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Original Research: INTERVENTIONAL PULMONOLOGY |

Rapid On-site Evaluation of Transbronchial Aspirates in the Diagnosis of Hilar and Mediastinal Adenopathy: A Randomized Trial

Rocco Trisolini, MD, FCCP; Alessandra Cancellieri, MD; Carmine Tinelli, MD; Daniela Paioli, MD; Luigia Scudeller, MD; Gian Piero Casadei, MD; Sergio Forti Parri, MD; Vanina Livi, MD; Arrigo Bondi, MD; Maurizio Boaron, MD; Marco Patelli, MD, FCCP
Author and Funding Information

From the Thoracic Endoscopy and Pulmonology Unit (Drs Trisolini, Paioli, Livi, and Patelli), the Pathology Unit (Drs Cancellieri, Casadei, and Bondi), and the Thoracic Surgery Unit (Drs Forti Parri and Boaron), Maggiore Hospital, Bologna; and the Clinical Epidemiology and Biometry Service (Drs Tinelli and Scudeller), IRCCS Policlinico San Matteo, Pavia, Italy.

Correspondence to: Rocco Trisolini, MD, FCCP, Thoracic Endoscopy and Pulmonology Unit, Maggiore Hospital, Largo B. Nigrisoli 2, 40133 Bologna, Italy; e-mail: rocco.trisolini@ausl.bologna.it


Reproduction of this article is prohibited without written permission from the American College of Chest Physicians (http://www.chestpubs.org/site/misc/reprints.xhtml).


© 2011 American College of Chest Physicians


Chest. 2011;139(2):395-401. doi:10.1378/chest.10-1521
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Background:  Rapid on-site evaluation (ROSE) of transbronchial needle aspirates has long been used during flexible bronchoscopy, but its usefulness in the diagnosis of hilar and mediastinal adenopathy is controversial. The aim of the present study was to evaluate the extent to which ROSE can be valuable in patients undergoing transbronchial needle aspiration (TBNA) for the diagnosis of hilar and mediastinal adenopathy.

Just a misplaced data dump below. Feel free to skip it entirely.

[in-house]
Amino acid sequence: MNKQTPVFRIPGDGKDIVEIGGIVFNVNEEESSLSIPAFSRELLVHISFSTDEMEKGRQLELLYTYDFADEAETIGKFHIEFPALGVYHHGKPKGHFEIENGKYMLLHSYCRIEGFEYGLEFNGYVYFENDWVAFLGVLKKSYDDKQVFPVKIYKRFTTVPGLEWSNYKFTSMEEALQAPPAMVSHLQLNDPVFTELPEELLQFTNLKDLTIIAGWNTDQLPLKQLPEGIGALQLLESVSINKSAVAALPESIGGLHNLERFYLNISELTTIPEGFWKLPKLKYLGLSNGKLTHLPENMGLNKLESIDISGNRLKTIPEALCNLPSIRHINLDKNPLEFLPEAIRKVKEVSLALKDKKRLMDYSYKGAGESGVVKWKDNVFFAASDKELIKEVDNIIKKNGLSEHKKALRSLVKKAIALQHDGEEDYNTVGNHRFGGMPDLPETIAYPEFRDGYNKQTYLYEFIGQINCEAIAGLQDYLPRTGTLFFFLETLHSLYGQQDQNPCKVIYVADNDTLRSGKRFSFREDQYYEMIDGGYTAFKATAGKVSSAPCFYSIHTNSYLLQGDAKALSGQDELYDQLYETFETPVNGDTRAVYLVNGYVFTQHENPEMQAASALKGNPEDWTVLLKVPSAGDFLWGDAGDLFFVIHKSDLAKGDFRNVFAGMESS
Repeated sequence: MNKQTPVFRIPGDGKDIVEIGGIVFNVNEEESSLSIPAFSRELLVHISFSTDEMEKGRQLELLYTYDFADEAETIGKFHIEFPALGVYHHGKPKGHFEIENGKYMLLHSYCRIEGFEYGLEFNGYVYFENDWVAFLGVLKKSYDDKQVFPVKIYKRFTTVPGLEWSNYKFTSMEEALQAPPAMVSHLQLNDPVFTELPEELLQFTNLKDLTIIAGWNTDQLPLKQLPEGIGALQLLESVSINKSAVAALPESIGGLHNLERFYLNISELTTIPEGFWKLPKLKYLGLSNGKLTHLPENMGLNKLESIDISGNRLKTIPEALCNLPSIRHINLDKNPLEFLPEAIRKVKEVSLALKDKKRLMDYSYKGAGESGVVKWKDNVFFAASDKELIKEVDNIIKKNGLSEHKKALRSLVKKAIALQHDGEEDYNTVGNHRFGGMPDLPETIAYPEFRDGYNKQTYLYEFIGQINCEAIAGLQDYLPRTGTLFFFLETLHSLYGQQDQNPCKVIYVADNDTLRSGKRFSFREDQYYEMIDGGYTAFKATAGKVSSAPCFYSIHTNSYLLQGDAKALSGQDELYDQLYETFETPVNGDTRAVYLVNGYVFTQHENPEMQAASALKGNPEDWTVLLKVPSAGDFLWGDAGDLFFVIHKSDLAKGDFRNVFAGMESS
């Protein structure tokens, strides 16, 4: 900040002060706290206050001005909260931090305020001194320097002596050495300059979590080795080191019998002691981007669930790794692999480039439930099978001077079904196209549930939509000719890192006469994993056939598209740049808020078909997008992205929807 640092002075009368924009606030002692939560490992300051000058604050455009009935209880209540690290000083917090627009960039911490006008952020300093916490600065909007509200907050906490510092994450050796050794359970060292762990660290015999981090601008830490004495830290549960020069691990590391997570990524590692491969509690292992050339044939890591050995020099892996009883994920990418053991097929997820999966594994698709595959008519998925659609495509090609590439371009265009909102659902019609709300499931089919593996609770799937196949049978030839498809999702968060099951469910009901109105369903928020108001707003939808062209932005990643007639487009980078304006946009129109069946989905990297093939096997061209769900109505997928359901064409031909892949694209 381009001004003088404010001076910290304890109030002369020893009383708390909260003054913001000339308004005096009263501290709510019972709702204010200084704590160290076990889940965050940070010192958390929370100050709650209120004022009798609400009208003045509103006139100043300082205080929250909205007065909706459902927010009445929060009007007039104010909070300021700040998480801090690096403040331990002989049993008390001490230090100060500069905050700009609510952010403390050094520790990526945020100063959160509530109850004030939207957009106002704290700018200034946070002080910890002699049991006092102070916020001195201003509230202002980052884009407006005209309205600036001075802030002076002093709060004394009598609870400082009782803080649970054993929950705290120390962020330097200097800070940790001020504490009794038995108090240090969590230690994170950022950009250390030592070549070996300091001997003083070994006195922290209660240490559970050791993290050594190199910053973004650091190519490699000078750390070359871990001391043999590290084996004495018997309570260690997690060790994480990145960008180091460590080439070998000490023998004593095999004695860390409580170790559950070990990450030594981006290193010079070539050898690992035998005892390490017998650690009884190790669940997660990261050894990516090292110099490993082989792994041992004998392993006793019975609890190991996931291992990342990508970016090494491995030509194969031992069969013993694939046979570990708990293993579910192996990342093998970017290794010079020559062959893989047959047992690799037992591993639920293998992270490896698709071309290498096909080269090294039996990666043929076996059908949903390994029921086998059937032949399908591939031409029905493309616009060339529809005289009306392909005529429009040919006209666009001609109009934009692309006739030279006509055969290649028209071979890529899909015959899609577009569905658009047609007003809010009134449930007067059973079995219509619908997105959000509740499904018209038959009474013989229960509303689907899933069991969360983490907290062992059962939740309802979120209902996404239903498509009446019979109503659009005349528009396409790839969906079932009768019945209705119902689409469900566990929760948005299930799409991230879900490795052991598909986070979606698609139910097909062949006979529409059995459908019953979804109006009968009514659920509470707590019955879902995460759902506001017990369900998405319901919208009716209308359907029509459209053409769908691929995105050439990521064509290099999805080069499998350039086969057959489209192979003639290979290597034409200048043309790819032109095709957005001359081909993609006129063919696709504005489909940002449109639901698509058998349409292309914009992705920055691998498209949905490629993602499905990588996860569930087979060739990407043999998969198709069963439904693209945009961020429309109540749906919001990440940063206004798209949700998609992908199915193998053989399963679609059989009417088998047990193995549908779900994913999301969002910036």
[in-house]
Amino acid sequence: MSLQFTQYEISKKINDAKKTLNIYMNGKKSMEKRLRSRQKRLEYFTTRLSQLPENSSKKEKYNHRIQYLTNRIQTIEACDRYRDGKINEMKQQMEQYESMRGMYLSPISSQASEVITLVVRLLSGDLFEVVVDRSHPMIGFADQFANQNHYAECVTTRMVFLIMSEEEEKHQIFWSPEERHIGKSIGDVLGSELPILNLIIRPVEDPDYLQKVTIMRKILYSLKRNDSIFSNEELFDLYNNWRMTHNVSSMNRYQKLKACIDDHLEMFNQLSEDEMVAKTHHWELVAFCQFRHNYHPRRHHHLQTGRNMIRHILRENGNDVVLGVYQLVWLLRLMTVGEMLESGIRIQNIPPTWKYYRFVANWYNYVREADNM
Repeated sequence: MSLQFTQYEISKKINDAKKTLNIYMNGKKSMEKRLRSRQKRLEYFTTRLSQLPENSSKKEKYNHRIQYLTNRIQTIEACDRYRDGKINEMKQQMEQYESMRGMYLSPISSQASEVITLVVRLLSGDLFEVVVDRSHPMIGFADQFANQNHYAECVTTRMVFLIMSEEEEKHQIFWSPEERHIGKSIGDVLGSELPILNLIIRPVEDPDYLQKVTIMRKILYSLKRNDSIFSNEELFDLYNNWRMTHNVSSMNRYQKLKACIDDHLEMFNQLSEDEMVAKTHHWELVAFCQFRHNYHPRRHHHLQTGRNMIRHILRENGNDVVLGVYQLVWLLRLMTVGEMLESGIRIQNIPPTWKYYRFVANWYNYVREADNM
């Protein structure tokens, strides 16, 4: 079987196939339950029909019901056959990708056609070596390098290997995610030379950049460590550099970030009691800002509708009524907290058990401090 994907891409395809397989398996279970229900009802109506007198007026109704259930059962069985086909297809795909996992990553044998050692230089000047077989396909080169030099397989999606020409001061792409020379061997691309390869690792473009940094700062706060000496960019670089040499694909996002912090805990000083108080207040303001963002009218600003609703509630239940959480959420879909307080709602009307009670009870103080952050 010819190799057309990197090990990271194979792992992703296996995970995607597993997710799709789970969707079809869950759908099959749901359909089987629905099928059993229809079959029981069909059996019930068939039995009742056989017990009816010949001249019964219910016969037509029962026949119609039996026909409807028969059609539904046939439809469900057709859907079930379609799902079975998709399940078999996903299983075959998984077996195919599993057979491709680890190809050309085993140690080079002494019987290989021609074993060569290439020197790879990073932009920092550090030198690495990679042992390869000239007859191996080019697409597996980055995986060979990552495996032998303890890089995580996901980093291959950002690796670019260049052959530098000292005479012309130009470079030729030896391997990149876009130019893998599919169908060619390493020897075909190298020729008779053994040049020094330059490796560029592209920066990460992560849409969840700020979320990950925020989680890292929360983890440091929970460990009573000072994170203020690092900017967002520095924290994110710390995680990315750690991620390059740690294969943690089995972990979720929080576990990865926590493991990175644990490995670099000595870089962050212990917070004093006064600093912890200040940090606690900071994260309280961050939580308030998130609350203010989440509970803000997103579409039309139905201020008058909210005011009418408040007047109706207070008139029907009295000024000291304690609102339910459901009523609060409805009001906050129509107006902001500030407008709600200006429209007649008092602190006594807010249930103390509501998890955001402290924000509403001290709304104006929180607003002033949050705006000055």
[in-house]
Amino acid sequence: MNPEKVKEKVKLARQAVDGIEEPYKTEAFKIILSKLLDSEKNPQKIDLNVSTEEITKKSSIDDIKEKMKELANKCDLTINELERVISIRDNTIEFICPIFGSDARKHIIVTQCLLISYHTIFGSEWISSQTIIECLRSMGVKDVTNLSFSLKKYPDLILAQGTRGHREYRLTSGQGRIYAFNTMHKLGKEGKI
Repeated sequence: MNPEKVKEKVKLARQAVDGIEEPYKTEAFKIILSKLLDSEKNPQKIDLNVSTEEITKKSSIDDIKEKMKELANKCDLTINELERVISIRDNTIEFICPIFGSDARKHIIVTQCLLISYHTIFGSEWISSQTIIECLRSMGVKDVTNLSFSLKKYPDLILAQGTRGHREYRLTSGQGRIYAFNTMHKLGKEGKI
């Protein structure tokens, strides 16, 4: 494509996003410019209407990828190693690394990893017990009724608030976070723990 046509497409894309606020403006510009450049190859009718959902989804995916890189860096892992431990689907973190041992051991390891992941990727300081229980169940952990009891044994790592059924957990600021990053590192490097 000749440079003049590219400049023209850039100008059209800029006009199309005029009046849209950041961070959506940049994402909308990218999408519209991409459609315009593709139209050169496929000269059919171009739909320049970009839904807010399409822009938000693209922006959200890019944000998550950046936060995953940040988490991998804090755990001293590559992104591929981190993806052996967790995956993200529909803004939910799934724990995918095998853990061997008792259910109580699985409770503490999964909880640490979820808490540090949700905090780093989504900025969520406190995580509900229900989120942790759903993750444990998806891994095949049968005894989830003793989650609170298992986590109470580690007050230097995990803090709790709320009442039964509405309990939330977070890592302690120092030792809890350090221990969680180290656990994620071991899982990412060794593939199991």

Methods:  A total of 168 consecutive patients with enlarged lymph nodes were randomized to undergo TBNA with or without ROSE. The primary outcome measure of the study was the diagnostic yield of TBNA on a per-patient basis. Secondary outcome measures included the percentage of adequate specimens on a per-lymph node basis, the number of biopsy sites on a per-patient basis, and the complication rate of bronchoscopy on a per-patient basis.

Results:  We found no significant difference between the TBNA group and the ROSE group in terms of diagnostic yield (75.3% vs 78.3%, respectively; P = .64), and percentage of adequate specimens (86.5% vs 78.4%, respectively; P = .11). The median (interquartile range) number of biopsy sites was significantly lower in the ROSE group (1 [1-2] vs 2 [1-2], respectively; P = .0005). The complication rate of bronchoscopy was significantly lower in patients undergoing on-site review (6% vs 20%; P = .01), whereas the complication rate of TBNA was similar among the study groups.

Conclusions:  ROSE of transbronchial aspirates from hilar and mediastinal nodes enables avoidance of additional biopsy without loss in diagnostic yield and reduces the complication rate of bronchoscopy.

Trial registry:  ClinicalTrials.gov; No.: NCT00915330; URL: www.clinicaltrials.gov

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